Elder care mediation is a relatively new profession and one that will be increasingly needed as more boomers care for their aging parents and also as they become elders themselves. This article assumes that care of the aging parent is a new consideration, and that there is no on-going litigation or charges of abuse within the family.
In a study reported by Deborah B. Gentry, it was determined that nearly 40% of adult children acting as caregivers had serious conflicts with one or more siblings regarding the care of their parents. Many times, this was due to the lack of participation of one of the siblings, arguments over finances or disagreements on where Mom or Dad should live. With a help of a mediator, these issues can be sorted out in a private, non-threatening setting where the family (including the parents) meets together.
Eldercare mediators have taken classes in this type of mediation. They may be nurses, social workers, gerontologists or they may also be attorneys themselves. (If they are attorneys, they do not practice law during the mediation service.)
What does an eldercare mediator do?
they are a neutral 3rd party who helps with decision-making processes
they help clear up misunderstandings within the family by knowing the right questions to ask
they provide for expression of feelings and yet, keep the family on tract
they help the family heal hurts, avoid blame and self-pity
they help the family consider as many options as possible
they provide for future modification of the decisions made
all discussions in the process are confidential
Mediators do NOT:
Make any of the decisions themselves
Provide family therapy
Who is involved in the meeting?
Parents and siblings should be present. The meeting may also include spouses, grandchildren, other close relatives, close family friends, caregivers, medical providers, pastoral leaders and lawyers.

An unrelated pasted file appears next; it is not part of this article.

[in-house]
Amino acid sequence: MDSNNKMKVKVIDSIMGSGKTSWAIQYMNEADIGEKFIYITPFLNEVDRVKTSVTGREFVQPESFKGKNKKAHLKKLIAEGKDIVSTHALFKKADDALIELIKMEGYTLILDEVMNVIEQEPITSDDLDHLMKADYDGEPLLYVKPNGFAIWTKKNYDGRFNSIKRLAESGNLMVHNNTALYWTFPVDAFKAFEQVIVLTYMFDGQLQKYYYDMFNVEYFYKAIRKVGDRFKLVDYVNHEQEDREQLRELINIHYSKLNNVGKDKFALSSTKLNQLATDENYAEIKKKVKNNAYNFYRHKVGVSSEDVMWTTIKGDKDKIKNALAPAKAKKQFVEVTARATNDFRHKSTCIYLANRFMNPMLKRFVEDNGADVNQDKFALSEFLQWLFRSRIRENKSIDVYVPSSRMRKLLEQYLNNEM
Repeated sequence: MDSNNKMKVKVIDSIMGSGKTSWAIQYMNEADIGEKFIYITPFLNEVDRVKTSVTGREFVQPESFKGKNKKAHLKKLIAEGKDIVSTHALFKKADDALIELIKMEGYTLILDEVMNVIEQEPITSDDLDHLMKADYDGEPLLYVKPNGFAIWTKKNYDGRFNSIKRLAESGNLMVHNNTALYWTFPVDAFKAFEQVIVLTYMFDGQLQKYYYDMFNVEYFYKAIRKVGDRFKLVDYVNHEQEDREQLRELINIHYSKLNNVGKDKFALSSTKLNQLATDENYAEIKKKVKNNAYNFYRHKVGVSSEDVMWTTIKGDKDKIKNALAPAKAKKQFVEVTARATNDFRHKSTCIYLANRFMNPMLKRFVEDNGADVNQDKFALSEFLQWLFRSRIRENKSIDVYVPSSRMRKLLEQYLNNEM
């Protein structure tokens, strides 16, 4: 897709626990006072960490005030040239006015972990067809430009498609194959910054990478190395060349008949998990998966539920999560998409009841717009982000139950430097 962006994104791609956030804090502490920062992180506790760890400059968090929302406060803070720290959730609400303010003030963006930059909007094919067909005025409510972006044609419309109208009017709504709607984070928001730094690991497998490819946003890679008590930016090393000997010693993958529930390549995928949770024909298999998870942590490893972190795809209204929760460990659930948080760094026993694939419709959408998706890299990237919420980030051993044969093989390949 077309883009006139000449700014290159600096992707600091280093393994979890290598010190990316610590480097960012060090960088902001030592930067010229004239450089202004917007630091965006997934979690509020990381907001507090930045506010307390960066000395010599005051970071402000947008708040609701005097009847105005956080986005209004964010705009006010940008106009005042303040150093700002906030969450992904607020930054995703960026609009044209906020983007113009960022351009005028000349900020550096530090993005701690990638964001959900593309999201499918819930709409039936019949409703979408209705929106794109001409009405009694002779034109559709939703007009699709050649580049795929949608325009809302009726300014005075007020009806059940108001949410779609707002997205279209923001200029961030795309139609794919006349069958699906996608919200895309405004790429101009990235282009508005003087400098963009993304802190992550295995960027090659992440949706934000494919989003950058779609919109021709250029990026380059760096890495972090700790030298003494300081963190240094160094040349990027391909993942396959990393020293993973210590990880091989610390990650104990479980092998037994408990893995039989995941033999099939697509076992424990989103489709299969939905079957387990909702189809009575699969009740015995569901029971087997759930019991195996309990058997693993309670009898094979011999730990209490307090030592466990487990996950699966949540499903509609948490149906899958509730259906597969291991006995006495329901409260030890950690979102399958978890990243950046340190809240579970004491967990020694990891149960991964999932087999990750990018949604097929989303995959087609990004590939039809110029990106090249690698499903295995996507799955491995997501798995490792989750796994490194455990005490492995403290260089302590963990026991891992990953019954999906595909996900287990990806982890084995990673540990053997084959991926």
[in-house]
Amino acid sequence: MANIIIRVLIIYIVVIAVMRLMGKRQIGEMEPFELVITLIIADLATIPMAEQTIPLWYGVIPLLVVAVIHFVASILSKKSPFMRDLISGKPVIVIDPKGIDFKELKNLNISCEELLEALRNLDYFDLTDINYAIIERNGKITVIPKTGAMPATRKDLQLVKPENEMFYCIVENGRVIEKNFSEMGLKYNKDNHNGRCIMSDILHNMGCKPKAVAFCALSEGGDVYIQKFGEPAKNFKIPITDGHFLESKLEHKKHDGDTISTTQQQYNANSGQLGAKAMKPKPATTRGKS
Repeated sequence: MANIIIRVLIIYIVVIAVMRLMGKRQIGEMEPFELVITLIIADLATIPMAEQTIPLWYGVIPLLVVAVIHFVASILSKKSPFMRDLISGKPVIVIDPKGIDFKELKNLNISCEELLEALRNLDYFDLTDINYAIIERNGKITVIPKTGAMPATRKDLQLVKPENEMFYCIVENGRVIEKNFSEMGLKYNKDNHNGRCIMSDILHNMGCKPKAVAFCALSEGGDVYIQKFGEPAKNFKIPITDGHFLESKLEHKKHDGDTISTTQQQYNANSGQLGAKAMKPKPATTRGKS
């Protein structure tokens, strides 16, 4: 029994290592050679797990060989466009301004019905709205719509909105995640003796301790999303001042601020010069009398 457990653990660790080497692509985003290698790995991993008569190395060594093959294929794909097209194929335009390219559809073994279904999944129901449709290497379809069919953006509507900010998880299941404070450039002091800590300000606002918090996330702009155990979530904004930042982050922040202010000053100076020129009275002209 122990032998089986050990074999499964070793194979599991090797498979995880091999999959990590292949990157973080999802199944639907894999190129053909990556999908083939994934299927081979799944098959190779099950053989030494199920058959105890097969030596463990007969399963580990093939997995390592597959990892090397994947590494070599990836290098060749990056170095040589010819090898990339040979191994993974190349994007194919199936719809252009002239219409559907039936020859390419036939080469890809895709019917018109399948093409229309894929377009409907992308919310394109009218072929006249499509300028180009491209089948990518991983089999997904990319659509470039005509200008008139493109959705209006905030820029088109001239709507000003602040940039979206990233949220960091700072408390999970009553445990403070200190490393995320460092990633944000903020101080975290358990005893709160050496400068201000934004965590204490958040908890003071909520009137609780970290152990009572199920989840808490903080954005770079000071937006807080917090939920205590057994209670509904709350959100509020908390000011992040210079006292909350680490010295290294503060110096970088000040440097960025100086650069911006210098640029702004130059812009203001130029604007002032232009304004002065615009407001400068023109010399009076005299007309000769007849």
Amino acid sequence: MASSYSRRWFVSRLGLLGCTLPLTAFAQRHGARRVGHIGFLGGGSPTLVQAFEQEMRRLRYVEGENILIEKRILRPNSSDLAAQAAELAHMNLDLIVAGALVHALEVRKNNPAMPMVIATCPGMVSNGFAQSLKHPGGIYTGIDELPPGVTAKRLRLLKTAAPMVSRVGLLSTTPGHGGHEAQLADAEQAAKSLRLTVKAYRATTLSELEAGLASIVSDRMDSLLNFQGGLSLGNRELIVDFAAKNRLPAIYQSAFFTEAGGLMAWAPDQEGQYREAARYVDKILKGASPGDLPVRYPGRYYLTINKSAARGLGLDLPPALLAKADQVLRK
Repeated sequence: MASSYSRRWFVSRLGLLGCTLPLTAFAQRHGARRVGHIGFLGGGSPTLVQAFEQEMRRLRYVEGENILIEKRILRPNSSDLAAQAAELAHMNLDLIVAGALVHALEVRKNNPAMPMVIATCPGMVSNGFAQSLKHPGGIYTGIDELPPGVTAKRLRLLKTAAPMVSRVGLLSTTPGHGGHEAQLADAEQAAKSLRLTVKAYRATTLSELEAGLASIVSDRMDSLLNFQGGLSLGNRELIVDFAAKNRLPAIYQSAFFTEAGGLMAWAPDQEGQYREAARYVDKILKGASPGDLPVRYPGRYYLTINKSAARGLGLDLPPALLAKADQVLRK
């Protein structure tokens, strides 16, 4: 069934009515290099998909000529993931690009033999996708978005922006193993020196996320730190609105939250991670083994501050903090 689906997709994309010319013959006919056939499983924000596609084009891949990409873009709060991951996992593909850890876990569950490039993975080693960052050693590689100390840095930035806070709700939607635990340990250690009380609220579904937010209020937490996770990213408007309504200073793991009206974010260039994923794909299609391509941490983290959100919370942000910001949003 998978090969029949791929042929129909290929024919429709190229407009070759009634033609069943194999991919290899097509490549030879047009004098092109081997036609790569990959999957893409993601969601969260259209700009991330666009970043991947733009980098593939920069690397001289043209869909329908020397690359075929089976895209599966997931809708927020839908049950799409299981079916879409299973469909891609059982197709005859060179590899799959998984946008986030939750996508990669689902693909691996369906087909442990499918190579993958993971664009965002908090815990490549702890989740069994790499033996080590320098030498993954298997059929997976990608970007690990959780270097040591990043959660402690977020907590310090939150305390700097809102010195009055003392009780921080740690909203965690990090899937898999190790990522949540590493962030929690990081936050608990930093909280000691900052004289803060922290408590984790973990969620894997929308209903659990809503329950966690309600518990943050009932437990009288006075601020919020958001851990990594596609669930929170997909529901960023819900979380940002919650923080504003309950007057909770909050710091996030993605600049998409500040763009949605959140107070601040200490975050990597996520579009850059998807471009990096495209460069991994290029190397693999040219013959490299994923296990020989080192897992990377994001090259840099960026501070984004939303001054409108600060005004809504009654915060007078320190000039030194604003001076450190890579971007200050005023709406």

What is discussed at the meeting?
This is up to the family members but some ideas for discussion include living arrangements and possible assistance for the parent(s), driving ability, end-of-life provisions, financial concerns, trust and estate issues, division of responsibility among the siblings, etc.
The advantages of hiring a mediator are that parents (or spouse) must give permission for the meeting to take place, thereby maintaining their dignity and autonomy by being involved as much as possible. Also, if help is needed, financial and task responsibilities can be divided up equally among the children (siblings) or a care contract for a sibling that volunteers to be the primary caregiver can be discussed. Obstacles are more easily overcome when using a mediator who can keep the family focused on the goal of caring for the parent (or spouse) in the best possible way. Family relationships are also improved because everyone is kept in the loop. Those siblings who are unable to attend due to physical constraints can participate by telephone or even on the internet.
The cost of an eldercare mediator is about $100.00 – $300.00 per hour but is a good investment in maintaining or building family unity and working to provide a good outcome for your aging parent(s) or loved ones.
Eldercare mediators can be found through state and local Area Agencies on Aging, attorneys specializing in elder law, geriatric care managers, Alzheimer’s Association (especially support groups) and the health department.